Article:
In 2002, Michael Sharpe published a paper titled “Functional Symptoms and Syndromes: Recent Developments” (published in “Trends in Health and Disability” by the insurance company (UNUMProvident: in which he stated that functional somatic syndromes have been referred to as “’hysteria’, ‘abnormal illness behaviour’, ‘somatisation’, ‘somatoform disorders’….Recently, the terms MUS and ‘functional symptoms’ have become popular amongst researchers”. In his table of “Common medically defined functional syndromes” Professor Sharpe included the taxonomically separate disorders Chronic Fatigue Syndrome, fibromyalgia (classified in ICD-10 at M79), irritable bowel syndrome and multiple chemical sensitivity and proposed that “these conditions be considered together as a ‘general functional somatic syndrome”.


PACE Co-ordinators beliefs of M.E as a “classical psychosomatic disorder”:

 “Anorexia Nervosa (AN) and chronic fatigue syndrome (CFS) are classical psychosomatic disorders where response to social threat is expressed somatically” (advertisement for a psychology graduate to work with ME/CFS patients placed by the Institute of Psychiatry; the closing date for applications was 13th July 2007 and the job reference was 07/R68.  The post-holder was to work under the direction of Professor Trudie Chalder, a behavioural therapist who, together with Michael Sharpe and Peter White, is one of the Principal Investigators of the MRC PACE Trial).


Consequently, it is also the conviction of the PACE psychiatrists that “cognitive distortions” (ie. uncharacteristic illness beliefs) are wholly accountable for the prolonging of primary M.E/CFS symptoms. I quote:


“The clinical problem we address is the assessment and management of the patients with a belief that s/he has an illness such as CFS, CFIDS (chronic fatigue immune dysfunction syndrome, a term used in the US) or ME….The majority of patients seen in specialist clinics typically believe that their symptoms are the result of an organic disease process…Many doctors believe the converse” (Sharpe M, Chalder T, Wessely S et al.  General Hospital Psychiatry 1997:19:3:185-199).


The MRC PACE Trial Identifier states: “CBT will be based on the illness model of fear avoidance.  There are three essential elements: (a) assessment of illness beliefs and coping strategies, (b) structuring of daily rest, sleep and activity, with a graduated return to normal activity, (c) challenging of unhelpful beliefs about symptoms and activity”  (Section 3.2). 


“the symptoms and disability are perpetuated predominantly by unhelpful illness beliefs (fears) and coping behaviours (avoidance)” (MRC PACE Trial CBT Manual for Therapists, page 18).


How the Government can state that they recognise the World Health Organisation ICD10 classification of M.E then allow the PACE trial to outright dismiss the WHO classification is a breach of human rights, the PACE coordinators declare:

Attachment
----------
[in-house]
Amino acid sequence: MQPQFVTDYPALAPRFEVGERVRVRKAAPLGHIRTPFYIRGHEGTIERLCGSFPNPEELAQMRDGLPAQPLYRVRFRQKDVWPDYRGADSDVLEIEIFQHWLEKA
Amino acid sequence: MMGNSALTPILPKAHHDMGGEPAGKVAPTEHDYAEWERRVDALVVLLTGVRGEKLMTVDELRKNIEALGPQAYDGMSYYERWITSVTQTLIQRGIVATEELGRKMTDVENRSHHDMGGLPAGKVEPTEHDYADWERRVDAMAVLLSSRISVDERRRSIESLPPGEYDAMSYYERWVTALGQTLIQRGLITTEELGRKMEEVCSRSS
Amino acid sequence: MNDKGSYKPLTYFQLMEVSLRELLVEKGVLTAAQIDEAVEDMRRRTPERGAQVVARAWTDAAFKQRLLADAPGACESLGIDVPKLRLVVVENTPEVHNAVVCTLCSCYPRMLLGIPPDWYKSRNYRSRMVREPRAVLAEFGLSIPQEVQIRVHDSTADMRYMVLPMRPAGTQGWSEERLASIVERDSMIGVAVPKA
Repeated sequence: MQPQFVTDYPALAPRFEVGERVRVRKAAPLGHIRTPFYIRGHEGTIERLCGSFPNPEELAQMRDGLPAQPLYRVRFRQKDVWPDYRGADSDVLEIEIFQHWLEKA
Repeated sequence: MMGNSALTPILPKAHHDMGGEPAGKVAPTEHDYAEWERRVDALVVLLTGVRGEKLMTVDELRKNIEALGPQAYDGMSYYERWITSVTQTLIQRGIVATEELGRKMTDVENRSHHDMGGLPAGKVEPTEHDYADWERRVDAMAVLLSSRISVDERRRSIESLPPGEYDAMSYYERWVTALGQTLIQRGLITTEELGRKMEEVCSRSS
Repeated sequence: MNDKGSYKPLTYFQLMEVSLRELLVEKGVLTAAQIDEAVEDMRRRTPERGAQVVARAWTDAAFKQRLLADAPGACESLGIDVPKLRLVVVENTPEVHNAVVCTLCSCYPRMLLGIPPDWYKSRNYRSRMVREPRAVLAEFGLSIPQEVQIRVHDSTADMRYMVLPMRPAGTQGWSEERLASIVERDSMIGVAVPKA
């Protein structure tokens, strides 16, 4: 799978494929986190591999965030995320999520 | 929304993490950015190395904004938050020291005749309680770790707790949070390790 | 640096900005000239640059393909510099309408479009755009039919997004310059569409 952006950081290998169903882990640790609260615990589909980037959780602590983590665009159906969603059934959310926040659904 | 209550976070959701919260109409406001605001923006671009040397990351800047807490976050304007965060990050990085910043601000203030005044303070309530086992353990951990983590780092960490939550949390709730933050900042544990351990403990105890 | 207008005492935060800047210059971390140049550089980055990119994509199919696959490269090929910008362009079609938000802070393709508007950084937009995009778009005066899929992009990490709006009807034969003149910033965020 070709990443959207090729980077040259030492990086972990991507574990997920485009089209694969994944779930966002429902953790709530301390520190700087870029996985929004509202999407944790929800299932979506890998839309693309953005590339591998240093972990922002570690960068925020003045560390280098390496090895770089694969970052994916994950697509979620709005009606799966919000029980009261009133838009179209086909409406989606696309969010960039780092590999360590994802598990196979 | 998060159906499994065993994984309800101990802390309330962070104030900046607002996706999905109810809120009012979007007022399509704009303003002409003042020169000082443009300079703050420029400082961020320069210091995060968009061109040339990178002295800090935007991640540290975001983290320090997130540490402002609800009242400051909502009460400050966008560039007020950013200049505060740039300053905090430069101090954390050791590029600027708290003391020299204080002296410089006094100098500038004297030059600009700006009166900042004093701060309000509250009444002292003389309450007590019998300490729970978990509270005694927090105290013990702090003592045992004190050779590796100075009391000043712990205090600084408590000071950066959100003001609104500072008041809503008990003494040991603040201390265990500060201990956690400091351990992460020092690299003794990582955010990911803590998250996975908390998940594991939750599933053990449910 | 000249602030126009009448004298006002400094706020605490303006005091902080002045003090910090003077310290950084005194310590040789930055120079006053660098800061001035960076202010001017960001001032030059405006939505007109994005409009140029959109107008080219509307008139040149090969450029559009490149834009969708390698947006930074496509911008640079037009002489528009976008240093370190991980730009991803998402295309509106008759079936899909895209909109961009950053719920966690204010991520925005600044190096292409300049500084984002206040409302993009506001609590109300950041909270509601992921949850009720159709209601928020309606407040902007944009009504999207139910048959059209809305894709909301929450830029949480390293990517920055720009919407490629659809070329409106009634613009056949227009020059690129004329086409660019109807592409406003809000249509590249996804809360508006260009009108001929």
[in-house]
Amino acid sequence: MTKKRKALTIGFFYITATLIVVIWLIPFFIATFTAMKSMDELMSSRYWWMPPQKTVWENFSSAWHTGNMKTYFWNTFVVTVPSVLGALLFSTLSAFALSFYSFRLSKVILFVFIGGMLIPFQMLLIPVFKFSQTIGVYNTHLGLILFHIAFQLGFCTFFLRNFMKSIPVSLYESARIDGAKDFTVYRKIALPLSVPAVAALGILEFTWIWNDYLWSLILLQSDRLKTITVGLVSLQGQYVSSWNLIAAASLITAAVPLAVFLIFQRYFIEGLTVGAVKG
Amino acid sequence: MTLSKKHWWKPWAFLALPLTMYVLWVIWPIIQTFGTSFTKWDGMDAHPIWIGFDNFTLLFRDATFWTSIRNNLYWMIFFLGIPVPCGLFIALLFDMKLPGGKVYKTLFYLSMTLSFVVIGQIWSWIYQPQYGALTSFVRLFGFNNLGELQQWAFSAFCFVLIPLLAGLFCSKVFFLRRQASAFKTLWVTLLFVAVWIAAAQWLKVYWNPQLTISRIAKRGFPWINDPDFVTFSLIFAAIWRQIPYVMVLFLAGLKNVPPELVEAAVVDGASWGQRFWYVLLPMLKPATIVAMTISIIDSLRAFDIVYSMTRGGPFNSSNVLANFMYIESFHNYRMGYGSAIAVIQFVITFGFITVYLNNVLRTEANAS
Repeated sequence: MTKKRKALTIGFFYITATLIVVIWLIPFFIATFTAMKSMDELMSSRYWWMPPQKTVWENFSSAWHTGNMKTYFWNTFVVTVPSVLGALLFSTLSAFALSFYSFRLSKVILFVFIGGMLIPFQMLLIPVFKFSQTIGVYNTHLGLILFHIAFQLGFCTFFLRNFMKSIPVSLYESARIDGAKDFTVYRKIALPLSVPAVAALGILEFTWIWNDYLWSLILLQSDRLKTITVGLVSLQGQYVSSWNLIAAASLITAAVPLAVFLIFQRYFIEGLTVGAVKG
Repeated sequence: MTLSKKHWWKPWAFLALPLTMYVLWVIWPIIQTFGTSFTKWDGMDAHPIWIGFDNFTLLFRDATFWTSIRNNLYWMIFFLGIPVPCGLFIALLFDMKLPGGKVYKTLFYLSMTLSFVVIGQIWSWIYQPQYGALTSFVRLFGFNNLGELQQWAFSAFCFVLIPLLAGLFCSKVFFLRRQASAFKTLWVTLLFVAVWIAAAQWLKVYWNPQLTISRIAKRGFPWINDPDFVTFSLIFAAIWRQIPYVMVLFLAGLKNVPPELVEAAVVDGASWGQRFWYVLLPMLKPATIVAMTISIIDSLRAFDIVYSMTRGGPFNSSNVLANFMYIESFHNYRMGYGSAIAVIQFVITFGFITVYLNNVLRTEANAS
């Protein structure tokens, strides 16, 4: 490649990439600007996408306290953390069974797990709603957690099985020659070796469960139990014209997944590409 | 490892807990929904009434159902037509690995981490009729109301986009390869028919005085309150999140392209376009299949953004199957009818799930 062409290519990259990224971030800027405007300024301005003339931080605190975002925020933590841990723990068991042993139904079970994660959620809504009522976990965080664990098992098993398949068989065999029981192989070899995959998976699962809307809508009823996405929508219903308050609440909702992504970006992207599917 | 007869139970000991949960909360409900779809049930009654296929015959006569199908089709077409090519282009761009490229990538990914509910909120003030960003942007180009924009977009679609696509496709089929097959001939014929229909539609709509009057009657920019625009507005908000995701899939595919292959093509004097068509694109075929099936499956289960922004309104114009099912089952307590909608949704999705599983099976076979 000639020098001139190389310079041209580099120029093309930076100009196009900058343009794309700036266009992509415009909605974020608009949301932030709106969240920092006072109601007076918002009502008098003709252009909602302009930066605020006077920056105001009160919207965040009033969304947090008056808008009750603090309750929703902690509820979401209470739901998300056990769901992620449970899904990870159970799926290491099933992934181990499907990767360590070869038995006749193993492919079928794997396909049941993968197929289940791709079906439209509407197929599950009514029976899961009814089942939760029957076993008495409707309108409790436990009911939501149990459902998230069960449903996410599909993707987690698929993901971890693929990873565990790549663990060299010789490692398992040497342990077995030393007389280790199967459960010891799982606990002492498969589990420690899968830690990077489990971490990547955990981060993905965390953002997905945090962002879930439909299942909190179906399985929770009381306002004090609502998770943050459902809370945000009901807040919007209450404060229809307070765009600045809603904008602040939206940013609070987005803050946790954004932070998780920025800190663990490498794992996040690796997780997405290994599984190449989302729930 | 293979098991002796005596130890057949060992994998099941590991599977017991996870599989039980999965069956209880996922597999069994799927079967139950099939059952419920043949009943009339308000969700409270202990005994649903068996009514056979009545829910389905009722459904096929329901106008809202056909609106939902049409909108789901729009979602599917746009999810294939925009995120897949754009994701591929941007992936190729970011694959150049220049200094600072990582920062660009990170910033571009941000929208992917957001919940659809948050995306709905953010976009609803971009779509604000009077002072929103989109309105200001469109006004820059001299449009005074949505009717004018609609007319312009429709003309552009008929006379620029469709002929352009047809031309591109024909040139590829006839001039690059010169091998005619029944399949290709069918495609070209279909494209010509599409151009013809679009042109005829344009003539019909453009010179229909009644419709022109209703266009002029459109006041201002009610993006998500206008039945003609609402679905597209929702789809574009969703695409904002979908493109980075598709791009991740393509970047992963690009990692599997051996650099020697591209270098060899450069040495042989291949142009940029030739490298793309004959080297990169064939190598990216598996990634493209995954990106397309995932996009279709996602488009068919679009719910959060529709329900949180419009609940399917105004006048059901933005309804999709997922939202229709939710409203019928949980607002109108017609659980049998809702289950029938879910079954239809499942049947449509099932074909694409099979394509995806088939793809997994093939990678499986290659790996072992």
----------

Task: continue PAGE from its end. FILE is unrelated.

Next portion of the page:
“Medical authorities are not certain that CFS is exactly the same illness as ME, but until scientific evidence shows that they are different they have decided to treat CFS and ME as if they are one illness” ( and instructs doctors involved with the Trial that: “if a participant calls their illness ME don’t attempt to challenge this, ME or CFS is an appropriate term to use”  (MRC PACE Trial; SSMC manual for participating doctors, page 13).

Professor Peter White

With his colleague working abhorrently on the DSM-5 classification in the United States it is easy to overlook Professor Peter White’s intent on classifying M.E/CFS as a mental health disorder, in full support of his colleague.

On 28th April 2008, as part of his presentation at the Royal Society of Medicine’s conference on Chronic Fatigue Syndrome, Professor Peter White said: “I’m going to try to define what Chronic Fatigue Syndrome is.  By doing so, I’m going to review the ICD-10 criteria for the illness and see if they’re helpful.  The answer will be, they are not helpful…Does the ICD-10 help us? Unfortunately not; there are at least five ways of classifying CFS using the ICD-10 criteria. What are they? We start off well: myalgic encephalomyelitis is in the neurology chapter of ICD-10…and helpfully, “chronic fatigue syndrome, postviral”.  So it starts off well.  What if the viral illness is not a clear trigger for the illness?  Well, you’ve got alternatives: in the Mental Health Chapter, you’ve got Neurasthenia…”.

White also reiterated this point again on 20th October 2009 at a presentation in Bergen, talking AGAINST the World Health Classification of M.E. Who are these Psychiatrists to challenge a World Health Directive?

“So it starts off well. You get a virally triggered chronic fatigue syndrome - that’s your diagnosis. Or is it? What if it’s not postviral? What if the viral illness is not a clear trigger for the illness? Well, you’ve got alternatives: in the Mental Health Chapter, you’ve got Neurasthenia, which of course was talked about back in the last, and previous to last century.”